Verizon's advertising propels brand perception while AT&T sinksVerizon and Motorola's strong marketing push leading up to the launch of the new Droid handset had a significant impact on brand perception in the 18- to 34-year-old target demographic, pushing it well above AT&T, according to a study released Monday.
Daily tracking from YouGov's BrandIndex shows that scores associated with the Verizon Wireless brand have soared since the Droid advertising campaign launched on Oct. 18, up until the launch of the Droid last Friday. Verizon's score went from 8.3 to 24.2 on the study's scale, which ranges from -100 to 100.
During the same frame, AT&T's brand perception dropped, from 1.4 on Oct. 18 to -2.4 by Nov. 6. The ongoing study surveys 5,000 people each weekday from a representative U.S. population sample. More than 1.2 million people are interviewed each year, and the research is said to have a margin of error of +/- 2 percent.
Respondents in the target 18- to 34-year-old demographic were asked the question, "Would you recommend the brand to a friend?" While AT&T and Verizon were comparable in the latter half of October, Verizon pulled well ahead of the second-largest wireless carrier come November, leading up to the debut of the Motorola Droid.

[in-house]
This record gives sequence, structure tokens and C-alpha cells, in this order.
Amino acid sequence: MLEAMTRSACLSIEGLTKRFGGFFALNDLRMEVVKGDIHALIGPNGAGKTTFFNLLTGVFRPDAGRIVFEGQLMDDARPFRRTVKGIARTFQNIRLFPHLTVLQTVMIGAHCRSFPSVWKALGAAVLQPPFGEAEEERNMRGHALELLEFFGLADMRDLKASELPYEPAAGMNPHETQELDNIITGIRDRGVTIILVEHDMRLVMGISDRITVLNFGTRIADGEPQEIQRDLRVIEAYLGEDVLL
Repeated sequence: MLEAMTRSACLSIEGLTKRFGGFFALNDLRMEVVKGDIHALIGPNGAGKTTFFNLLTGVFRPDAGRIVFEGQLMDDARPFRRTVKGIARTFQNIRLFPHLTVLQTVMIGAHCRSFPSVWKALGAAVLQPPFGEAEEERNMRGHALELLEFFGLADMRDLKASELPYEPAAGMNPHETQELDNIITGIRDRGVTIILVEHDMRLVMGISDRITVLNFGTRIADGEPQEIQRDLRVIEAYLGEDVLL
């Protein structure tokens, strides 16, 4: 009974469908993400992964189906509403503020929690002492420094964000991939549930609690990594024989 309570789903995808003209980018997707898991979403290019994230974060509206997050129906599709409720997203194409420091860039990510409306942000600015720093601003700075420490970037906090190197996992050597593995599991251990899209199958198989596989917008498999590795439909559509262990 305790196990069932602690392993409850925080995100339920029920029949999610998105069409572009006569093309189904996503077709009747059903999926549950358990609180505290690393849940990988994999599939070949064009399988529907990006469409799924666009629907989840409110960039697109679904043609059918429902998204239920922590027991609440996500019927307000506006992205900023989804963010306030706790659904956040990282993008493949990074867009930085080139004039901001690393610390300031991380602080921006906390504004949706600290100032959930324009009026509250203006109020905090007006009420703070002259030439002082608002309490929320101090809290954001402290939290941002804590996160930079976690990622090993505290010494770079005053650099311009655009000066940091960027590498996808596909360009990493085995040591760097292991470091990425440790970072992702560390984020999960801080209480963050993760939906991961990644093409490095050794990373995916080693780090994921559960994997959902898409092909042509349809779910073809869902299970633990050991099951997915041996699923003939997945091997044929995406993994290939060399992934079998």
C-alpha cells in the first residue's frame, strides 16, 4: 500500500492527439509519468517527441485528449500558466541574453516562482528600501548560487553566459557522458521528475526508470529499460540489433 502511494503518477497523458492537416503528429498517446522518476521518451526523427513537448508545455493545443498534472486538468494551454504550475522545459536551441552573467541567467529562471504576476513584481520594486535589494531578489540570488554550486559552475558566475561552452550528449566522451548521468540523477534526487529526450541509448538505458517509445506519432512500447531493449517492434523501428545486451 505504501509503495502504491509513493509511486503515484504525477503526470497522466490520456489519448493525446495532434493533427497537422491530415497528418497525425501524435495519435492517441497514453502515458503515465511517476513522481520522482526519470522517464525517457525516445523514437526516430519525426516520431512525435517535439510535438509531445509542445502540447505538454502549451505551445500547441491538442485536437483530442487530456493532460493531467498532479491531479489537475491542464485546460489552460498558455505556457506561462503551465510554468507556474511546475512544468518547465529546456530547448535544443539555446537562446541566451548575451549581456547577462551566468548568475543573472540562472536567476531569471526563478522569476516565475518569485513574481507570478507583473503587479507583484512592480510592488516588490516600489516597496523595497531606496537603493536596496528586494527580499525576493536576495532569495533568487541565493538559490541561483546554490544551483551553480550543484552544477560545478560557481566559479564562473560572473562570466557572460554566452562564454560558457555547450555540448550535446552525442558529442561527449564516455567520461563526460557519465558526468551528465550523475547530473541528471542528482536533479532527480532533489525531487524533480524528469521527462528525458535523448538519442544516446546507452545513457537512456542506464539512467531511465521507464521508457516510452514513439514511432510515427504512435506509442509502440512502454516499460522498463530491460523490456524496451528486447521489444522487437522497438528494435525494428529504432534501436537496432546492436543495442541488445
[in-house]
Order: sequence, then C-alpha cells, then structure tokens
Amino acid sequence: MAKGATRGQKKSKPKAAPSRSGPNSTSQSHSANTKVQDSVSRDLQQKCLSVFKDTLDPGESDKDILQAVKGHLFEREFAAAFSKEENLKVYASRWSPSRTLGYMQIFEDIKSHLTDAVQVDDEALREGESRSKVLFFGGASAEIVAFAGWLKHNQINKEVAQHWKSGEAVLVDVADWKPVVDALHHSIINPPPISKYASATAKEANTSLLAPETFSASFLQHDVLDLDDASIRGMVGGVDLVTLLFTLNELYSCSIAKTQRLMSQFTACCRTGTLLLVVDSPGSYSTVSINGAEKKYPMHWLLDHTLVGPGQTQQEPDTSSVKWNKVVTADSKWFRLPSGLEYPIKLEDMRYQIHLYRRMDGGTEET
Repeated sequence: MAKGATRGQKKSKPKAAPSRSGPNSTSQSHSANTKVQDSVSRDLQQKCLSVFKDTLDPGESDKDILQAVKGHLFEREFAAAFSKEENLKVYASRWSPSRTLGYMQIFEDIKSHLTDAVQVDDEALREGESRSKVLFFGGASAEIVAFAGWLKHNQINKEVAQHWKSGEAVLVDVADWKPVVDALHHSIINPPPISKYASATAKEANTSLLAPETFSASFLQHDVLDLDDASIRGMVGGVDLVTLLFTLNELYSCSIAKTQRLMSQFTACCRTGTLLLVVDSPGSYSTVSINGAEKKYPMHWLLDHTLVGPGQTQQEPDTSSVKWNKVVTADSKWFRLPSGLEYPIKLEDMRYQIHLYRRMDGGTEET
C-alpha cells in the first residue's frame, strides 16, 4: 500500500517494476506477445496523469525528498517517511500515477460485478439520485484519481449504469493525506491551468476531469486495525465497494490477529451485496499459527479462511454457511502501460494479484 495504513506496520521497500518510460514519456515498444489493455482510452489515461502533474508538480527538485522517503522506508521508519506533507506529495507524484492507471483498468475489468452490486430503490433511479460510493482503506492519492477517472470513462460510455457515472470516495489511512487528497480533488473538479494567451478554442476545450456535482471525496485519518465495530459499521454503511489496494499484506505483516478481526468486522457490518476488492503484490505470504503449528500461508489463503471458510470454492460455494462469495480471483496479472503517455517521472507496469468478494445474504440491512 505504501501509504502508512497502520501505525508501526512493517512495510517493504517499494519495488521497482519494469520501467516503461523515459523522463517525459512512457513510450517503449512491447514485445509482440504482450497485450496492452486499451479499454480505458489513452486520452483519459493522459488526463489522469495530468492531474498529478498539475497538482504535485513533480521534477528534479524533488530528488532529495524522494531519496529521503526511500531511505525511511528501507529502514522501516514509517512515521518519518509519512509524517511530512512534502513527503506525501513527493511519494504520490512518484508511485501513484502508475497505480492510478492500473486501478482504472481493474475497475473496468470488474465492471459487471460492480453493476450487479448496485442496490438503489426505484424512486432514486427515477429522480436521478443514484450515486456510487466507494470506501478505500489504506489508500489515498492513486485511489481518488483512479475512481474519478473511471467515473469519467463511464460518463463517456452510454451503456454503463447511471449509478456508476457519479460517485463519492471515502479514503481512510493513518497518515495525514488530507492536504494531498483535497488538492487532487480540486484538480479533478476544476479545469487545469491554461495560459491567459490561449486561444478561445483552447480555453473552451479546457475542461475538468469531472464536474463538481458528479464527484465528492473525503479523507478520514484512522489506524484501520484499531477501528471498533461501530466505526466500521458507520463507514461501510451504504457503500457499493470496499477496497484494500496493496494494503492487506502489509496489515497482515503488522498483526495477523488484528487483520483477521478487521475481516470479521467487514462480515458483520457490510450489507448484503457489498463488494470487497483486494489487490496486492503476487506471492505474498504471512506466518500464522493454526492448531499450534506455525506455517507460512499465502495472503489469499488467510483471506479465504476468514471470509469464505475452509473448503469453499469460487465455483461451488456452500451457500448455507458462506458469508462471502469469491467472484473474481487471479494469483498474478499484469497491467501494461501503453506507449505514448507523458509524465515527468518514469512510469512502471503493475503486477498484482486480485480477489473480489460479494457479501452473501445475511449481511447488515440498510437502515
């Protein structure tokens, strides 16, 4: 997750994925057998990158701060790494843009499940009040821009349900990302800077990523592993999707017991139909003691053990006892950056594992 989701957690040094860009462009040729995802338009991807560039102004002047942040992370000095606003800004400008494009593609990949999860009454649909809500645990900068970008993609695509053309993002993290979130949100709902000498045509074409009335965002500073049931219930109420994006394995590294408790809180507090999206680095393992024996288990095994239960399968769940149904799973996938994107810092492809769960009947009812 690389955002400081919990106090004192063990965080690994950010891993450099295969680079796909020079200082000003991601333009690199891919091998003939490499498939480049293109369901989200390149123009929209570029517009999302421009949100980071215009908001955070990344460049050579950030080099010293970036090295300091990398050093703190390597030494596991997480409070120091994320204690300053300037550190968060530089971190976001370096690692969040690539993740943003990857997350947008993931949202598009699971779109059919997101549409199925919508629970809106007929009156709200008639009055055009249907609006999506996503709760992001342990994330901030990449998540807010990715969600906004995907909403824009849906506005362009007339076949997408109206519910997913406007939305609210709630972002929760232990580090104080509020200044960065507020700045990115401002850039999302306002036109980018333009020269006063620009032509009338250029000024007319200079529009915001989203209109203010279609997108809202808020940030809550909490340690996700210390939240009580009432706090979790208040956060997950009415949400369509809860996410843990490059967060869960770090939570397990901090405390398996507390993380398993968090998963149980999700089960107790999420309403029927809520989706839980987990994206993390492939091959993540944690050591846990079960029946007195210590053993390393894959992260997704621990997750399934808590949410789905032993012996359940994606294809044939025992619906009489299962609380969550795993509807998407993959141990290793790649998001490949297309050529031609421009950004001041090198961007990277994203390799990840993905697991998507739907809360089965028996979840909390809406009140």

The latest study follows a tough summer for AT&T, when overall consumer perception dropped significantly following the launch of the iPhone 3GS. That change was likely at least partially attributed, BrandIndex said, to AT&T's inability to meet bandwidth needs on its network following the launch of Apple's latest handset.
The Droid launched Friday to positive reviews. Building up to its release, a series of advertisements targeted Apple's iPhone, making claims of shortcomings with the tagline "iDon't."
In addition, Verizon has stepped up its advertising against the AT&T network, lampooning the iPhone "There's an app for that" phrase with the slogan "There's a map for that." Last week, AT&T filed a lawsuit over the advertisements, claiming that Verizon is misrepresenting its coverage areas and misleading consumers.